Go there right now = Go there right away. ?

That means right now and right away have the same meaning and interchangeable. Right?

If not, how to distinguish them?

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To my ear there is a very, very slight difference.
If I say I'll do something right away, I'll probably do it somewhat later than if I say I'll do it right now.

To me, right now is absolutely immediately.
Right away is almost as soon as right now. It is as soon as I can possibly do it, which may be right now, and may be in a short while.

I agree with CJ here.
Indeed, right away is ASAP, but not necessarily now (it could be now).
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You could also consider the past -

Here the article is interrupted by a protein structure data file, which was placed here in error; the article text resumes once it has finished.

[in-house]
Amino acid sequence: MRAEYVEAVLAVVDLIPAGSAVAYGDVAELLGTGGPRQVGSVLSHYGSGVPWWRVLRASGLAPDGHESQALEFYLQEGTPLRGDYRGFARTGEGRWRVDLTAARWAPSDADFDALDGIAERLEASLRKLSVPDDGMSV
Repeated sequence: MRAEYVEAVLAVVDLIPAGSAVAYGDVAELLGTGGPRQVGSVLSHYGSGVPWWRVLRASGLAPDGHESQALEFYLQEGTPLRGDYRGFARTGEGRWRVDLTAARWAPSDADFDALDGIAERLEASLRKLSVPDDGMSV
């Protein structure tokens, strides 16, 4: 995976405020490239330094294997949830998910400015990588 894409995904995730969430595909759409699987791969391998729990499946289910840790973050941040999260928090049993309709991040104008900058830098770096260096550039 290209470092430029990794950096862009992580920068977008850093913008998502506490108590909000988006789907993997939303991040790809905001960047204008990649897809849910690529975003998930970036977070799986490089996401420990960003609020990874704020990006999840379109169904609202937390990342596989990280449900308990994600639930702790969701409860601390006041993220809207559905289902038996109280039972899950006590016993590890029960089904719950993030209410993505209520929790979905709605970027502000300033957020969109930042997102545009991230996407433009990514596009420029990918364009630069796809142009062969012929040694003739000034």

When I received your request last Wednesday, I mailed the package to you right away.

Best wishes, Clive
Thanks, Clive. I completely neglected to mention that right now doesn't work in the past tense.

In past time, right away and right now have the same meaning, absolutely.


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Wrong. You can't say:

My wife called me to dinner, and I went right now.

It has to be: I went right away.

Sorry, I mean:

In present: Right away (as soon as possible,not necessarily now ) # right now (absolutely immediately)

In past: Right away means as soon as possible or absolutely immediately?

In the past right away means the same as in the present -- as soon as it is/was possible.

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